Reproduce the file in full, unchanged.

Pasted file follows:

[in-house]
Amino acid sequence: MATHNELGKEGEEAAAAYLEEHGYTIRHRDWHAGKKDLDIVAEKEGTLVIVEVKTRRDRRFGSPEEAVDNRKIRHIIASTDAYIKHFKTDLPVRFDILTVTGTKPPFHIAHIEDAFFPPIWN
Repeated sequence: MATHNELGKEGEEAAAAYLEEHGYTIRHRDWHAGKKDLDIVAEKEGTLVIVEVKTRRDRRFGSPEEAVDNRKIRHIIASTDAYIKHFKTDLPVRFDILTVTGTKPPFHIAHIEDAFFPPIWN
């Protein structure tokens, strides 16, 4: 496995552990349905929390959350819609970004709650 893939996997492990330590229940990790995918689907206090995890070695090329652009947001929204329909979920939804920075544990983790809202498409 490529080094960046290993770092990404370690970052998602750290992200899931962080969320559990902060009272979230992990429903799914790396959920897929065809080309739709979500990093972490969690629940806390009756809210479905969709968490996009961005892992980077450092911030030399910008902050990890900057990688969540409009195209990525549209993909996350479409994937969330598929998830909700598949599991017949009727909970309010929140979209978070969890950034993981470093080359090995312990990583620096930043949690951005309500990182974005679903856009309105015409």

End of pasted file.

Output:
[in-house]
Amino acid sequence: MATHNELGKEGEEAAAAYLEEHGYTIRHRDWHAGKKDLDIVAEKEGTLVIVEVKTRRDRRFGSPEEAVDNRKIRHIIASTDAYIKHFKTDLPVRFDILTVTGTKPPFHIAHIEDAFFPPIWN
Repeated sequence: MATHNELGKEGEEAAAAYLEEHGYTIRHRDWHAGKKDLDIVAEKEGTLVIVEVKTRRDRRFGSPEEAVDNRKIRHIIASTDAYIKHFKTDLPVRFDILTVTGTKPPFHIAHIEDAFFPPIWN
């Protein structure tokens, strides 16, 4: 496995552990349905929390959350819609970004709650 893939996997492990330590229940990790995918689907206090995890070695090329652009947001929204329909979920939804920075544990983790809202498409 490529080094960046290993770092990404370690970052998602750290992200899931962080969320559990902060009272979230992990429903799914790396959920897929065809080309739709979500990093972490969690629940806390009756809210479905969709968490996009961005892992980077450092911030030399910008902050990890900057990688969540409009195209990525549209993909996350479409994937969330598929998830909700598949599991017949009727909970309010929140979209978070969890950034993981470093080359090995312990990583620096930043949690951005309500990182974005679903856009309105015409």